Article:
In a preliminary ruling on March 23, 2012, the Hearing Officer barred Plaintiffs from asserting claims of alleged IDEA violations prior to January 9, 2010 (the date two years prior to the date of the due process hearing request). ECF No. 1-2, at 11. The Hearing Officer concluded that two separate sections of IDEA, 20 U.S.C. §§ 1415(b)(6)(B) and 1415(f)(3)(C), as well as their corresponding implementing federal regulations, 34 C.F.R. § 300.507(a)(2) and 34 C.F.R. § 300.511(e), limited the scope of Plaintiffs' IDEA claims to claims for relief as to matters occurring within two years of the date they filed their due process hearing request. Id. at 7-11. The Hearing Officer's determination therefore restricted Plaintiffs' viable claims to those arising during the three months before G.L. withdrew from the District High School on March 9, 2010. Id. at 11.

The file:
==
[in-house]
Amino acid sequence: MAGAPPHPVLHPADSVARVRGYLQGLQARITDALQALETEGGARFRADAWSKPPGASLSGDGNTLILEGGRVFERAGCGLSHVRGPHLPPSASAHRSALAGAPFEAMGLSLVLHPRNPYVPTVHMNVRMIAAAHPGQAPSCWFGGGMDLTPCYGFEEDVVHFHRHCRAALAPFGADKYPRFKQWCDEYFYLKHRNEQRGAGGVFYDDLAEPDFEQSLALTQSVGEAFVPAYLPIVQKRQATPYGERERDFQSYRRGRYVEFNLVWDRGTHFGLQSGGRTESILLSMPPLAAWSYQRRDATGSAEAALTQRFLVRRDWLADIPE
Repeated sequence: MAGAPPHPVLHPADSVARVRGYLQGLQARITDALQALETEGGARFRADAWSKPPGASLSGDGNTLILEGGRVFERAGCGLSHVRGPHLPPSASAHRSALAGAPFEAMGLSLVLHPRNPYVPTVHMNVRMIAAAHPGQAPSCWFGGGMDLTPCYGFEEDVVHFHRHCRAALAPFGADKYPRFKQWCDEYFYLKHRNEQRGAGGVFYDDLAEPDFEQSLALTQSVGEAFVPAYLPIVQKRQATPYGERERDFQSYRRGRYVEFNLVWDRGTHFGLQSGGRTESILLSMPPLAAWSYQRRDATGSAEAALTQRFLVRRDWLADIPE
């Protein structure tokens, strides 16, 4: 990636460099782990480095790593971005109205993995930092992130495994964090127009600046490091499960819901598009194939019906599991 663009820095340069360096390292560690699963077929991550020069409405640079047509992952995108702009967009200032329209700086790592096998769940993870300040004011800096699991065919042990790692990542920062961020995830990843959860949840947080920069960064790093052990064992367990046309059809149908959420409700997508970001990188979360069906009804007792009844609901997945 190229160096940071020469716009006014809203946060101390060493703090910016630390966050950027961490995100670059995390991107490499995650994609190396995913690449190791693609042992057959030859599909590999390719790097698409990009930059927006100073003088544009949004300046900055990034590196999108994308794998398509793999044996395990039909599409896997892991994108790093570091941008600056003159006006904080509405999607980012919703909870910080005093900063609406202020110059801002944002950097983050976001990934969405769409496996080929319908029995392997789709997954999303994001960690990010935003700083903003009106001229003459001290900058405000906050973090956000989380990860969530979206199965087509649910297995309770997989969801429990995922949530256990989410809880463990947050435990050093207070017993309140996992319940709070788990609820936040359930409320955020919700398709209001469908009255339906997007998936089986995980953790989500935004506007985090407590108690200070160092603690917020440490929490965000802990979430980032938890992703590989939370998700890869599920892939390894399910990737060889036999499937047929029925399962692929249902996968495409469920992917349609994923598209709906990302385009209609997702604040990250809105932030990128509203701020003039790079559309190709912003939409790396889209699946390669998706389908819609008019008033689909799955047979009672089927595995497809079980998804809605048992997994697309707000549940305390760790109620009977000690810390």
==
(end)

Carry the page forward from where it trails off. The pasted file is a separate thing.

In his October 9, 2012 merits decision, the Hearing Officer concluded that Plaintiffs had not met their burden of showing that the District denied G.L. a FAPE under IDEA and Section 504 and awarded no compensatory education. ECF No. 1-6, at 11-13. However, the Hearing Officer also found that under Section 504, the District discriminated against Plaintiffs by failing to provide them with comprehensive school records and retaliated against Plaintiffs for seeking a special needs evaluation of G.L. by challenging the family's residency in the District. Id. at 13-18.